Eating a chuck with Yoshi can be done in different ways. The game end glitch run uses a coin which is collected while simultaneously licked by Yoshi creating a replacable sprite on Yoshi's tongue which results in the chuck spawning on said tongue. However, this creates coin sparkles which overwrite important data to manipulate where the glitch is going. Another way of eating a chuck is by using a mushroom instead of a coin, but that takes too long to set up (eating a bunch of berries and collecting the midway point). I decided on using two Yoshi's to perform the glitch. This works because when you lick a sprite with Yoshi and then overwrite that Yoshi with another Yoshi, the fact that the now invisible Yoshi has a specific sprite slot on his tongue remains. This means despawning the visible Yoshi (for example by killing) reactivates the old Yoshi and the tongue.

The code jump to open bus when you eat a chuck and it will execute shenanigans, but most importantly it needs to execute the opcode 0xFC (JSR). Executing 0xFC requires the value at the address at address $01+chuckslot to be 0xFC. I found out that if the chuck is in slot #8, I need the sprite with the lowest slot to have the xposition low byte to be 0x81, which will turn into 0x8F (because it adds an offset of 14 apparently) which then turns into $8F01 (0x01 because of $09) and that turns into $018F01 (because DB is 0x01) and luckily that holds 0xFC.

So far so good, the code now jumps to whatever address $1804 points to. $1804 are the ypositions of minor extended sprites which are being used for coin sparkles for example. The only problem with coin sparkles is the fact that they spawn in bundles of 4, the 3rd takes up $1805 and the fourth uses $1804. You can avoid spawning the fourth by collecting the coin close to the edge of the screen, meaning you can manipulate the low and the high byte seperately. Now where do we jump to? Of course we simply jump to the start of yposition data of normal sprites which is followed by xposition data meaning we have a bunch of values we can manipulate right!? No, we have two problems here. The first problem is the fact that it would be address $00D8 which is impossible to get with coin sparkles at the start of the level. So we instead jump to some other location that can be manipulated more easily to jump to $00D8. Which location you ask? Controller registers of course. By holding B, Y, select, down and L the values at $4218 read 20 E4 00 (the 00 because we don't have a second controller... or at least it isn't pressing anything) which translates to JSR $00E4... but wait a minute, that isn't $00D8 at all! Well yeah, you can also change it to $00D8 if you want but we still have problem number 2 to discuss.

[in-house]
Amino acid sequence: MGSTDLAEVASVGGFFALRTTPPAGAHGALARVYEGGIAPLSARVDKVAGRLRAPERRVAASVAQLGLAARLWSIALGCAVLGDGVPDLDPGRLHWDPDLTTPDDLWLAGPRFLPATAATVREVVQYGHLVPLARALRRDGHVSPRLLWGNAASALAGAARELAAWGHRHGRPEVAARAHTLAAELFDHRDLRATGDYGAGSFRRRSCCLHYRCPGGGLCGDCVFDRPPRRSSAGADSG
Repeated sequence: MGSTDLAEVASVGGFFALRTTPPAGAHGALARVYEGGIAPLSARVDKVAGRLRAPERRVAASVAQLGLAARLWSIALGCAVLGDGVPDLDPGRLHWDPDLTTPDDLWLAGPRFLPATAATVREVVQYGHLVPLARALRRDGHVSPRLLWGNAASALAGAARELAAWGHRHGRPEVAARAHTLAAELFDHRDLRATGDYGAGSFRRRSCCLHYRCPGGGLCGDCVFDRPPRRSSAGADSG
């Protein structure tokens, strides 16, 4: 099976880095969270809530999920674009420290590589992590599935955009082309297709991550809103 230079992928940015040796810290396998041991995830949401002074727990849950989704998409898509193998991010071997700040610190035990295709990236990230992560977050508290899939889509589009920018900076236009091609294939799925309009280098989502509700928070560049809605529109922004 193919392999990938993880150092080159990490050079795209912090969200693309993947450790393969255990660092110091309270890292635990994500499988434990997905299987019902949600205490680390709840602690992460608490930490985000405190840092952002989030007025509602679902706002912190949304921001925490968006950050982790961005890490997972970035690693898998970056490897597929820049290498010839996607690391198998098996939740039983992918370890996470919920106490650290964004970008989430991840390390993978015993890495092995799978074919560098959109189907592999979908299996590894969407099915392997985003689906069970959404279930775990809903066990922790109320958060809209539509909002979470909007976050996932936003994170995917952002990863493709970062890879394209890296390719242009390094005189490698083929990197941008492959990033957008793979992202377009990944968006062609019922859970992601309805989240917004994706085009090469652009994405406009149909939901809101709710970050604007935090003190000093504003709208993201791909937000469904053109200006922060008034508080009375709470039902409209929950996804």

The second problem is the fact that the most important part of the whole glitch, the part that starts even before the TAS, the payload itself, is pretty limited in size and shape. SMW uses 12 sprites slots (#0 to #B) but in YI2 the slots #A and #B are reserved for special sprites. We also need the chuck in slot #8, two Yoshi's (preferably in slots #9 and #7 then) and the lowest slot xposition sprite (in slot #6 then). So we only have 6 ypositions and 6 xpositions to work with. The important part is that the two blocks are not back to back so each block has to jump to the other (this is also why I could simply jump to $00E4, the xpositions, instead of $00D8, the ypositions, and it turned out that switching the blocks made it faster to manipulate the values) and one of the blocks also needs to jump out.

So the full code I wrote was:

  $00D8: B2 13 D0 09 F0 60
  $00E4: CB 48 CB CB D0 EE
or simply:
  $00D8: LDA ($13) : BNE $00E5 : BEQ $013E
  $00E4: WAI : PHA : WAI : WAI : BNE $00D8
LDA ($13): Let's explain from the start. $13 is the framecounter of SMW and $14 is the game-framecounter. You can offset them from each other by pausing the game because $14 also stops when pausing whereas $13 continues (they are the reasons why I jumped around strangely after placing the green shell and also why I pause the game just before the glitch). The timers also stop when this glitch happens. I made them read $4219 so I could use B, Y, select, Start, up, down, left and right to manipulate what's loaded into the accumulator there.
BNE $00E5: Hold on a second that doesn't even line up with the second block, are you stupid? No, the reason I did that is because I need two WAI's to advance one frame, but unfortunately I start at the wrong offset meaning that I have to advance a single WAI before starting the loop. But I only have to execute it once so I jump to $00E4 to start off the code and to $00E5 when in the loop. Also you might notice the BNE opcode (branch if not equal to zero), which only branches if the previous result wasn't 0, meaning I can stop the loop if I just input 00 for one frame (this also means my written code can't include a single 00).